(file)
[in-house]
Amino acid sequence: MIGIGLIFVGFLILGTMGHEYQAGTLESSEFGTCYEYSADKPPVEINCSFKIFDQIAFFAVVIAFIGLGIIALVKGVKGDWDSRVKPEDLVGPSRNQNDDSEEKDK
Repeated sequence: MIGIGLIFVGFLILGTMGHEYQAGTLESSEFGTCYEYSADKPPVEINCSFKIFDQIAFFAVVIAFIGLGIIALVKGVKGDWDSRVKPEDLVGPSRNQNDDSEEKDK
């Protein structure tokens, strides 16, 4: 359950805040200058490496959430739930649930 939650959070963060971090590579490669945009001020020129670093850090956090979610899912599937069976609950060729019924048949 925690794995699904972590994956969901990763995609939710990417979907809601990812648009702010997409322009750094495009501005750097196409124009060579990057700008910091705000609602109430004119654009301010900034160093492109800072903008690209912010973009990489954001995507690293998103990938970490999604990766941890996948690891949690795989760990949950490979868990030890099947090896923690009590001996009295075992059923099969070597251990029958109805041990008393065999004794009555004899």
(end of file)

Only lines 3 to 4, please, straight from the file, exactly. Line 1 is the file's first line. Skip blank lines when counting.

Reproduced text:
Repeated sequence: MIGIGLIFVGFLILGTMGHEYQAGTLESSEFGTCYEYSADKPPVEINCSFKIFDQIAFFAVVIAFIGLGIIALVKGVKGDWDSRVKPEDLVGPSRNQNDDSEEKDK
């Protein structure tokens, strides 16, 4: 359950805040200058490496959430739930649930 939650959070963060971090590579490669945009001020020129670093850090956090979610899912599937069976609950060729019924048949 925690794995699904972590994956969901990763995609939710990417979907809601990812648009702010997409322009750094495009501005750097196409124009060579990057700008910091705000609602109430004119654009301010900034160093492109800072903008690209912010973009990489954001995507690293998103990938970490999604990766941890996948690891949690795989760990949950490979868990030890099947090896923690009590001996009295075992059923099969070597251990029958109805041990008393065999004794009555004899």